But there are grounds (which now sound flimsy, according to the prosecutor) for Butler to plead Stand Your Ground. And even if he doesn't get immunity, Stand Your Ground is still self defense in Florida. It appears on standard jury instruction forms.

From the narrative above, it sounds like Gant was on the porch of Butler's dwelling outside the door and, if Butler somehow successfully (again, it sounds unlikely) argues that Gant tried to enter the residence, the standard jury instructions for Stand Your Ground could give him a defense:

"A person who unlawfully and by force enters or attempts to enter another’s [dwelling] [residence] [occupied vehicle] is presumed to be doing so with the intent to commit an unlawful act involving force or violence....

"'Dwelling” means a building or conveyance of any kind, including any attached porch, whether the building or conveyance is temporary or permanent or mobile or immobile, which has a roof over it, including a tent, and is designed to be occupied by people lodging therein at night."

"The strongest part of the defense case is that Butler is home, and if you believe what he says – that he was threatened by a man who wanted to barge in his home and Butler acted in self defense – then he has a case," Sombathy said. "But the facts don’t play out that way. The witnesses don’t agree."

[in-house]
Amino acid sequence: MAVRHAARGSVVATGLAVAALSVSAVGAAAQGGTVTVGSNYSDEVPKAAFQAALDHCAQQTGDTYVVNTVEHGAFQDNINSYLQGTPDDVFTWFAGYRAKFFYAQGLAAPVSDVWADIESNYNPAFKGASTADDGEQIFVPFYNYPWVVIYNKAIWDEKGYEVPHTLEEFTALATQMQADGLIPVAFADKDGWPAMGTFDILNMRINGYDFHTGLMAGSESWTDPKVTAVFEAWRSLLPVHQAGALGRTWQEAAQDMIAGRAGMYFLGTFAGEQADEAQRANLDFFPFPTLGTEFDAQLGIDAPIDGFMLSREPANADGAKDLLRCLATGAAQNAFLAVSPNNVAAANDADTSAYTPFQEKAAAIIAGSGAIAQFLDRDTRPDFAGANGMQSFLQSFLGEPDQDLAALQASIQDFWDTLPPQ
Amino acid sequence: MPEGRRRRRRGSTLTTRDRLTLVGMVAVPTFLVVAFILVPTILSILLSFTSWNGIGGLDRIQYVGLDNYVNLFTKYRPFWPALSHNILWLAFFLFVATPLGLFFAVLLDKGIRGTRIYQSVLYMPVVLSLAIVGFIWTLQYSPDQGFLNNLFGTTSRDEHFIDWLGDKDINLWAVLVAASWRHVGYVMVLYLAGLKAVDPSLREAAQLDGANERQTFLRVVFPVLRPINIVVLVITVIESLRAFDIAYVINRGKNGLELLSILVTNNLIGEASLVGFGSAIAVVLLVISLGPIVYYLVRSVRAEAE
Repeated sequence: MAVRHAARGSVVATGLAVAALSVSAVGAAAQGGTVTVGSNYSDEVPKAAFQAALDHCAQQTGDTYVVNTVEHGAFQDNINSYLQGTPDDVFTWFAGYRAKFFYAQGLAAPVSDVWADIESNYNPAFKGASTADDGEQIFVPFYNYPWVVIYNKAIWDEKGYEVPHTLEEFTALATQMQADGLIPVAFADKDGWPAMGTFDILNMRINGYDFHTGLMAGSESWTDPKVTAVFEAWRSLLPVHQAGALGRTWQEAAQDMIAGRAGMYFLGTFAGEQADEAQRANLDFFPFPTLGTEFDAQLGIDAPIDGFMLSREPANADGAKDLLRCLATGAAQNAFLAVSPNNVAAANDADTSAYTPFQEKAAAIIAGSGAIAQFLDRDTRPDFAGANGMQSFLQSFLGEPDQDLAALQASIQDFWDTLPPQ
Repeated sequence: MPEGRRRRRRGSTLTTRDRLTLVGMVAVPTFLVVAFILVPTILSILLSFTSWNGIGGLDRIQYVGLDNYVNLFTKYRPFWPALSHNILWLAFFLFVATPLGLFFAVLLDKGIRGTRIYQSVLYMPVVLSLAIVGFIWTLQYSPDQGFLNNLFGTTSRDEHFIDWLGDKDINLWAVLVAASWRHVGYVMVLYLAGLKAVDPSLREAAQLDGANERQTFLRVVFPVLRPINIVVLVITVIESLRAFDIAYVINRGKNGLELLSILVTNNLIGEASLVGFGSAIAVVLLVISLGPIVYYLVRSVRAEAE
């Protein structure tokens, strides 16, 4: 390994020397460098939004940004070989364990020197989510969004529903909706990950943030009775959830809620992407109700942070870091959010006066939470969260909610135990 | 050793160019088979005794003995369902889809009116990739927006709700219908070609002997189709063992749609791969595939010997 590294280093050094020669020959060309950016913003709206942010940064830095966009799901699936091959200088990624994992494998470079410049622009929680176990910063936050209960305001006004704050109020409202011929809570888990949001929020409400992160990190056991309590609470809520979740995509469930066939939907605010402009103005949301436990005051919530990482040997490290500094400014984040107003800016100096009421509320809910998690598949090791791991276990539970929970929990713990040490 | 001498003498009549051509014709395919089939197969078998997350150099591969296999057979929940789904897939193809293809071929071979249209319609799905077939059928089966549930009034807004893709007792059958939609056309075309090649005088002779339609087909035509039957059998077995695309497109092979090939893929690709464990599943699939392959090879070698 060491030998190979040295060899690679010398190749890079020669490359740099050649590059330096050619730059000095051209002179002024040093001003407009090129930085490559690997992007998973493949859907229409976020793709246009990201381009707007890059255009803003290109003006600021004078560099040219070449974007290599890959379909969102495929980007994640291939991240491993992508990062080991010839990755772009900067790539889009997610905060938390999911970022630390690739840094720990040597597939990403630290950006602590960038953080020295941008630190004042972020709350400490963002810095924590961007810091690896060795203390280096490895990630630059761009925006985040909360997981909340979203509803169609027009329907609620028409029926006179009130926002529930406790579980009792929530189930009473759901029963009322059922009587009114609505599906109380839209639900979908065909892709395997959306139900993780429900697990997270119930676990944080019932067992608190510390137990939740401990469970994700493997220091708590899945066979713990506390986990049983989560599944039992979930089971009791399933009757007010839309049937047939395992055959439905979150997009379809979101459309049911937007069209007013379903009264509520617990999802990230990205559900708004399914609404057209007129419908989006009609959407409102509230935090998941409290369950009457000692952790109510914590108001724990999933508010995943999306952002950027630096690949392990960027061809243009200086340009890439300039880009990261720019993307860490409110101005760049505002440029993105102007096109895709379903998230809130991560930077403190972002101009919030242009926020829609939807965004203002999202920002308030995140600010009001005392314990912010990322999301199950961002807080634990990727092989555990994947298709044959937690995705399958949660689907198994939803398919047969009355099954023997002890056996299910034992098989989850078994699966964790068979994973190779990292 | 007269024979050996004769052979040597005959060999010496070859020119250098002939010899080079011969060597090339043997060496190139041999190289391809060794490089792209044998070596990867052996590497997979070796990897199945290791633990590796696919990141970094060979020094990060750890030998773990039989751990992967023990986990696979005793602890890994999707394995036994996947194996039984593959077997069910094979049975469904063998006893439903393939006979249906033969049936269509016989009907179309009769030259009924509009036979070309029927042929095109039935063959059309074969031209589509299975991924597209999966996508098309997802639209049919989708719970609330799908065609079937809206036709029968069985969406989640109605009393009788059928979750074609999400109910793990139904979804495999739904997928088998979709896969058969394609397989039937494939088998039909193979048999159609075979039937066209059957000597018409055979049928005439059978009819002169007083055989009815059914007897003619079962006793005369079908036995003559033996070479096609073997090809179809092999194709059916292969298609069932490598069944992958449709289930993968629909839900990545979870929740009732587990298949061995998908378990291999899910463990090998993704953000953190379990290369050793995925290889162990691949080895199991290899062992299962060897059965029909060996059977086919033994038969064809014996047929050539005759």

"This wasn’t a Trayvon Martin deal. Butler was arrested," he added.

Sombathy said he's actually looking forward to a Stand Your Ground hearing because the defendant will have to take the stand, where he can be examined by prosecutors who can use his statements in trial. The fact that a defendant might have to testify in a Stand Your Ground hearing gives a clue as to why Trayvon's shooter, George Zimmerman, didn't request a hearing.

"There's a chance George Zimmerman didn't want to have to testify in court," Sombathy said. "The burden of proof for immunity is on the defendant, so the defendant in some cases has to take the stand."

Beyond the peculiarities of Stand Your Ground More broadly, the case could be a temptation for some to brand the pretty little town of Port St. Joe as a bastion of racists because it's in Deep South Florida's Panhandle. And indeed, Port St. Joe is the town where Freddie Pitts and Wilbert Lee, two black men, were wrongly convicted for a murder for which they were nearly executed. They were exonerated thanks in great part due to the Miami Herald's Gene Miller.

Since then, Port St. Joe has gone back to being a sleepy pretty town that only made the national news involved a 2005 bull-shark attack on a Tennessee kid who was surfcasting with bait in his pocket.

A mutual acquaintance who knows the victim, Gant, in this case, said she wants the news media to give "Everett credit for being a well-loved, well-respected young man whose story didn't make the national news and didn't inflame the racist indignation of so many who are so upset today. It might be a good story to tell of how there is so much love shared by many in this country, no matter the race, creed, or color. As bad as things are in certain situations, I want to continue to believe there is still much good too."

** Note: Post is updated with Sombathy's comments, headline changed changed to call this a Stand Your Ground "related" case